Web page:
“They don’t go out eating every night together, but it’s fine. There’s no hatred there. Gareth is a quiet guy. They’re complete opposites. But I think Gareth can learn a little bit from Ronaldo as well, interacting maybe a little bit. But he wants his own life and he lives it. Gareth is a great footballer, he doesn’t want anything more. He has some very good endorsements but his whole life is to be the best footballer in the world. I don’t think he wants to be the best model in the world or the best underwear seller. That’s not him.”

That’s a hilarious closing quote from Barnett, but he knows exactly how some folks are going to interpret it: “Bale thinks Ronaldo loves himself too much.”

[ MORE: Giroud: “I must harden myself” to unseat Walcott ]

There’s nothing better for the ultimate success of a team than healthy, friendly competition between teammates who are spectacularly talented as Ronaldo and Bale. The former will only be around to perform at his current level for so much longer, but at what point does the latter officially take the torch and supplant Madrid’s biggest star, and how accepting will he be of passing that proverbial torch?

Olivier Giroud: “I must harden myself” to unseat Walcott

Olivier Giroud, France
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Is it just me, or does the press really only ever get noteworthy quotes from players during international breaks?

[ FOLLOW: All of PST’s PL coverage ]

I suppose it’s not surprising, given Premier League players get away from the mean ole British press, go back to their respective homelands and speak with journalists they’ve likely known since their early playing days, thus feel more comfortable opening up about key issues.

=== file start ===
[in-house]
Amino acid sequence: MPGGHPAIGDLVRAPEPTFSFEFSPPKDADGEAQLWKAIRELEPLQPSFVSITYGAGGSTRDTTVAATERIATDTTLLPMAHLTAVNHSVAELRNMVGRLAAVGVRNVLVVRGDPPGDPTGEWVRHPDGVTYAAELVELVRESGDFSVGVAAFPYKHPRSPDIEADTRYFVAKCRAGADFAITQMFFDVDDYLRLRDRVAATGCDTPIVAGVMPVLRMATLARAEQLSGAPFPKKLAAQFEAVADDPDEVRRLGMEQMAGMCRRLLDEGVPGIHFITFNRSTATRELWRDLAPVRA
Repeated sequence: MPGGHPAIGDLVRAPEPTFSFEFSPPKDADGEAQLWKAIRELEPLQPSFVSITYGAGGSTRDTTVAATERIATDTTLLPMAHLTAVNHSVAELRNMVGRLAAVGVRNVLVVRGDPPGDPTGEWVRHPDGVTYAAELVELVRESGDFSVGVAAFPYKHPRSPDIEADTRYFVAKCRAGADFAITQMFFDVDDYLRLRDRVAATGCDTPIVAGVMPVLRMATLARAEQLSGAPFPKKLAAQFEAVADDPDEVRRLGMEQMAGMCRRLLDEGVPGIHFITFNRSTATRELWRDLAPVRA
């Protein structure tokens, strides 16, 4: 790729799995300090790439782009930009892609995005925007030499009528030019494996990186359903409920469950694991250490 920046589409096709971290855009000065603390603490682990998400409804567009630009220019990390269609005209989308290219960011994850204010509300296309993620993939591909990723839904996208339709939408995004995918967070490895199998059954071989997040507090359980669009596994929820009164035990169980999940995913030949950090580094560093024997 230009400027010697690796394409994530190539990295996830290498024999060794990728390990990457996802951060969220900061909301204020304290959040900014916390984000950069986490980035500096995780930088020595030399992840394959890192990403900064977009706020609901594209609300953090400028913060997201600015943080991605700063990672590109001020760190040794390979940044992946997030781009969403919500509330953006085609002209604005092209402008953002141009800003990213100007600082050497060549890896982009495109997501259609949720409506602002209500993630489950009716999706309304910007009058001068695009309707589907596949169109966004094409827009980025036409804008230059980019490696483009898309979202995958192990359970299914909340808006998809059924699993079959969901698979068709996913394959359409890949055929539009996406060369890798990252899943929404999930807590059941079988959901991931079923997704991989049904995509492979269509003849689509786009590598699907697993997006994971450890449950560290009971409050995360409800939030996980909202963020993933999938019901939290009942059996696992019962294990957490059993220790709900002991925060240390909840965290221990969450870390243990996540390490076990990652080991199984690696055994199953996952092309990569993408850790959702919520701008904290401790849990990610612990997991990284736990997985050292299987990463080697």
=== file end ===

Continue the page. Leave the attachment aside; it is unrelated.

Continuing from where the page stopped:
Anyway, today we have Olivier Giroud essentially calling himself out for having lost the starting striker’s job at Arsenal because he’s been outplayed of late by Theo Walcott. As discussed before, this is bad news for Giroud because he’s now falling down the depth chart for France with next summer’s European Championship on the horizon.

[ MORE: Aguero admits he wants Guardiola link-up ]

Giroud, on losing his place at Arsenal — quotes from the Guardian:

“At Arsenal, I am in competition with Theo for the striker position. But he is doing well at the moment, so there is no reason to change.

“Whether it was at Tours, Montpellier or Arsenal, I have never experienced a situation like this, I have often played from the start. I need to take positives and to harden myself mentally. It is something new for me.

“I was in [Walcott’s] place in previous seasons at Arsenal. I imagine what he must have been thinking. But I feel that the coach believes in me.”

Giroud goes on to cast into doubt his own confidence, stating in very certain terms he needs “to believe more in [his] abilities.” Giroud’s always come across as a bit of an existentialist, but it’s always strange to hear players publicly call themselves out — particularly their confidence — as if that’s not going to increase the pressure currently weighing down on them.

[ MORE: Rodgers reportedly chosen to take over at Aston Villa ]

The next eight months are going to be monumentally important in Giroud’s career, as the 29-year-old attempts to prove he’s worth keeping around at Arsenal and deserving of a place in the national team squad for next summer’s EUROs, which are to be played in France.